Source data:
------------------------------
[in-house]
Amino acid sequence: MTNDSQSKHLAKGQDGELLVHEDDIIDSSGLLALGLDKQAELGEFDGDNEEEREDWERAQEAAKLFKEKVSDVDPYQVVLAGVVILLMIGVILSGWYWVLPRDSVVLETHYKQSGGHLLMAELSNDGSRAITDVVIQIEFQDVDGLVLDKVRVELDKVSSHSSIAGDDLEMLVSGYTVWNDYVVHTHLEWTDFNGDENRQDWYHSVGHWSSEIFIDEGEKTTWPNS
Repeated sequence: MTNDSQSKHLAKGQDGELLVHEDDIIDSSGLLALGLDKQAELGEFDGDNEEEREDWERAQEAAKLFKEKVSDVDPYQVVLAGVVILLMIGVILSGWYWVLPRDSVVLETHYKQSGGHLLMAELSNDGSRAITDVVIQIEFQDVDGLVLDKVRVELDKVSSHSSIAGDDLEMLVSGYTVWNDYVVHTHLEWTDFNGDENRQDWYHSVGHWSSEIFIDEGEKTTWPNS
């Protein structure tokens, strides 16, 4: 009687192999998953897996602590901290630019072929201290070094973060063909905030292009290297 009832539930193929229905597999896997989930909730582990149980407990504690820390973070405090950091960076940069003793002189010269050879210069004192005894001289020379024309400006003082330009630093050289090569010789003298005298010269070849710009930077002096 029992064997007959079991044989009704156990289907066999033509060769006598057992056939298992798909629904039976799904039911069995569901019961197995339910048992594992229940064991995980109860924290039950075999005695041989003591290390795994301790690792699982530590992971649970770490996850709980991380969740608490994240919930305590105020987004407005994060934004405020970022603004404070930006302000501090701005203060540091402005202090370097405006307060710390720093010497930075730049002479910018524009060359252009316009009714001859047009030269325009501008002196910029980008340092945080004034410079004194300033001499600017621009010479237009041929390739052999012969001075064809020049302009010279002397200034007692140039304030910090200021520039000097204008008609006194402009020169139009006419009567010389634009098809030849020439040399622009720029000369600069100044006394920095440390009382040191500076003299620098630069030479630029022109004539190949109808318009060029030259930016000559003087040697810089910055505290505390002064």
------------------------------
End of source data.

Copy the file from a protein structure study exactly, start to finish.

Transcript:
[in-house]
Amino acid sequence: MTNDSQSKHLAKGQDGELLVHEDDIIDSSGLLALGLDKQAELGEFDGDNEEEREDWERAQEAAKLFKEKVSDVDPYQVVLAGVVILLMIGVILSGWYWVLPRDSVVLETHYKQSGGHLLMAELSNDGSRAITDVVIQIEFQDVDGLVLDKVRVELDKVSSHSSIAGDDLEMLVSGYTVWNDYVVHTHLEWTDFNGDENRQDWYHSVGHWSSEIFIDEGEKTTWPNS
Repeated sequence: MTNDSQSKHLAKGQDGELLVHEDDIIDSSGLLALGLDKQAELGEFDGDNEEEREDWERAQEAAKLFKEKVSDVDPYQVVLAGVVILLMIGVILSGWYWVLPRDSVVLETHYKQSGGHLLMAELSNDGSRAITDVVIQIEFQDVDGLVLDKVRVELDKVSSHSSIAGDDLEMLVSGYTVWNDYVVHTHLEWTDFNGDENRQDWYHSVGHWSSEIFIDEGEKTTWPNS
């Protein structure tokens, strides 16, 4: 009687192999998953897996602590901290630019072929201290070094973060063909905030292009290297 009832539930193929229905597999896997989930909730582990149980407990504690820390973070405090950091960076940069003793002189010269050879210069004192005894001289020379024309400006003082330009630093050289090569010789003298005298010269070849710009930077002096 029992064997007959079991044989009704156990289907066999033509060769006598057992056939298992798909629904039976799904039911069995569901019961197995339910048992594992229940064991995980109860924290039950075999005695041989003591290390795994301790690792699982530590992971649970770490996850709980991380969740608490994240919930305590105020987004407005994060934004405020970022603004404070930006302000501090701005203060540091402005202090370097405006307060710390720093010497930075730049002479910018524009060359252009316009009714001859047009030269325009501008002196910029980008340092945080004034410079004194300033001499600017621009010479237009041929390739052999012969001075064809020049302009010279002397200034007692140039304030910090200021520039000097204008008609006194402009020169139009006419009567010389634009098809030849020439040399622009720029000369600069100044006394920095440390009382040191500076003299620098630069030479630029022109004539190949109808318009060029030259930016000559003087040697810089910055505290505390002064």